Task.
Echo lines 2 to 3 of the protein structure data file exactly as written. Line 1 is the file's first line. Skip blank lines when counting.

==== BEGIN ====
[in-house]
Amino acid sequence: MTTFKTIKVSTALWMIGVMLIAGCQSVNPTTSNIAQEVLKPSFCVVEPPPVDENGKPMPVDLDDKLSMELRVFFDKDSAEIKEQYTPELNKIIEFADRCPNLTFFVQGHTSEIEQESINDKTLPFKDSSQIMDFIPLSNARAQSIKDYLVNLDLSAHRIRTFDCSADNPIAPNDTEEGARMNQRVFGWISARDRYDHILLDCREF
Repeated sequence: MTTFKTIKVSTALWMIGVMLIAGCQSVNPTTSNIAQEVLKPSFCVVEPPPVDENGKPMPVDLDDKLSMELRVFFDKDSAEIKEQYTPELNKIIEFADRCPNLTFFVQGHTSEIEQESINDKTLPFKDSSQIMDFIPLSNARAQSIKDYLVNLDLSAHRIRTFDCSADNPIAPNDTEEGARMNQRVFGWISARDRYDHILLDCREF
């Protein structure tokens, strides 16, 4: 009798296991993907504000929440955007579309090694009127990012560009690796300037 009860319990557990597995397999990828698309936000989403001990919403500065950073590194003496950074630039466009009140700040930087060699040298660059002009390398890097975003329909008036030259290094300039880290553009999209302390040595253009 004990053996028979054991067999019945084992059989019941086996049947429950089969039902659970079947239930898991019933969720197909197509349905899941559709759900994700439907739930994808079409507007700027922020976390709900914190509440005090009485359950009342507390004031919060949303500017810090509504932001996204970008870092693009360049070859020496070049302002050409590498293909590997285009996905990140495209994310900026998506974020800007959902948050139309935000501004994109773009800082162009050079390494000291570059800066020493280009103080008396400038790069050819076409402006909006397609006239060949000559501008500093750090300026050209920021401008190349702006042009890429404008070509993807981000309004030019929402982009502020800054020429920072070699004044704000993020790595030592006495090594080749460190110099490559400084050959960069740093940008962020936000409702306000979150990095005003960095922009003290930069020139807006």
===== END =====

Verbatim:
Amino acid sequence: MTTFKTIKVSTALWMIGVMLIAGCQSVNPTTSNIAQEVLKPSFCVVEPPPVDENGKPMPVDLDDKLSMELRVFFDKDSAEIKEQYTPELNKIIEFADRCPNLTFFVQGHTSEIEQESINDKTLPFKDSSQIMDFIPLSNARAQSIKDYLVNLDLSAHRIRTFDCSADNPIAPNDTEEGARMNQRVFGWISARDRYDHILLDCREF
Repeated sequence: MTTFKTIKVSTALWMIGVMLIAGCQSVNPTTSNIAQEVLKPSFCVVEPPPVDENGKPMPVDLDDKLSMELRVFFDKDSAEIKEQYTPELNKIIEFADRCPNLTFFVQGHTSEIEQESINDKTLPFKDSSQIMDFIPLSNARAQSIKDYLVNLDLSAHRIRTFDCSADNPIAPNDTEEGARMNQRVFGWISARDRYDHILLDCREF